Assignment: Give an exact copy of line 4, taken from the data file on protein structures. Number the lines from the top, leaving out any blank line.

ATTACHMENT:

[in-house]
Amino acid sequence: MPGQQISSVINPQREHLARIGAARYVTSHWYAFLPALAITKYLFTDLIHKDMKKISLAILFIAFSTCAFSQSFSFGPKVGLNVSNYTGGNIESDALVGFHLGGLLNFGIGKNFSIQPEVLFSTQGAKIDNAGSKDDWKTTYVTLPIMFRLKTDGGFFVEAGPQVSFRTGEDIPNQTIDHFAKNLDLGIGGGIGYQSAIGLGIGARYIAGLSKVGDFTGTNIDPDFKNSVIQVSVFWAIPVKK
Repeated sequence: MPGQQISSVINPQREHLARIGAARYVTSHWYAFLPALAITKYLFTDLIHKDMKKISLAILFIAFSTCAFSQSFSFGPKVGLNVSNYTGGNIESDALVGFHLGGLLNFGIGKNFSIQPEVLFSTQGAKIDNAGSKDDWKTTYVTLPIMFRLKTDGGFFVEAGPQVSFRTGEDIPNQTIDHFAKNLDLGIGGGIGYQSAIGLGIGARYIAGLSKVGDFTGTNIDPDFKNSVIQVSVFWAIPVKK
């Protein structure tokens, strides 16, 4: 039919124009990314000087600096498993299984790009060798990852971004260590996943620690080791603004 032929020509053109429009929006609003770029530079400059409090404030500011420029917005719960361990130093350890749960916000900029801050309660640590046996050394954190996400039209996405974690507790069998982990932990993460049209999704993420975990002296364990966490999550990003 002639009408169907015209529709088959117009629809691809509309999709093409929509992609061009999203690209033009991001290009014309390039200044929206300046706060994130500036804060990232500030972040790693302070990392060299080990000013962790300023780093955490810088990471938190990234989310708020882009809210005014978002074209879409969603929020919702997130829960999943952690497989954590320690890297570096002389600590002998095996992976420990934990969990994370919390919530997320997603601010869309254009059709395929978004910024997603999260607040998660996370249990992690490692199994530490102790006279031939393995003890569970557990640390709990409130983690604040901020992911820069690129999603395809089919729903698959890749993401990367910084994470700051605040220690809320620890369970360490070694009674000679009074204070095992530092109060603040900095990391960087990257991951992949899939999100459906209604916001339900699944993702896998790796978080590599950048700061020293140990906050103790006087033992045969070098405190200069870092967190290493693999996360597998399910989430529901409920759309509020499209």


């Protein structure tokens, strides 16, 4: 039919124009990314000087600096498993299984790009060798990852971004260590996943620690080791603004 032929020509053109429009929006609003770029530079400059409090404030500011420029917005719960361990130093350890749960916000900029801050309660640590046996050394954190996400039209996405974690507790069998982990932990993460049209999704993420975990002296364990966490999550990003 002639009408169907015209529709088959117009629809691809509309999709093409929509992609061009999203690209033009991001290009014309390039200044929206300046706060994130500036804060990232500030972040790693302070990392060299080990000013962790300023780093955490810088990471938190990234989310708020882009809210005014978002074209879409969603929020919702997130829960999943952690497989954590320690890297570096002389600590002998095996992976420990934990969990994370919390919530997320997603601010869309254009059709395929978004910024997603999260607040998660996370249990992690490692199994530490102790006279031939393995003890569970557990640390709990409130983690604040901020992911820069690129999603395809089919729903698959890749993401990367910084994470700051605040220690809320620890369970360490070694009674000679009074204070095992530092109060603040900095990391960087990257991951992949899939999100459906209604916001339900699944993702896998790796978080590599950048700061020293140990906050103790006087033992045969070098405190200069870092967190290493693999996360597998399910989430529901409920759309509020499209």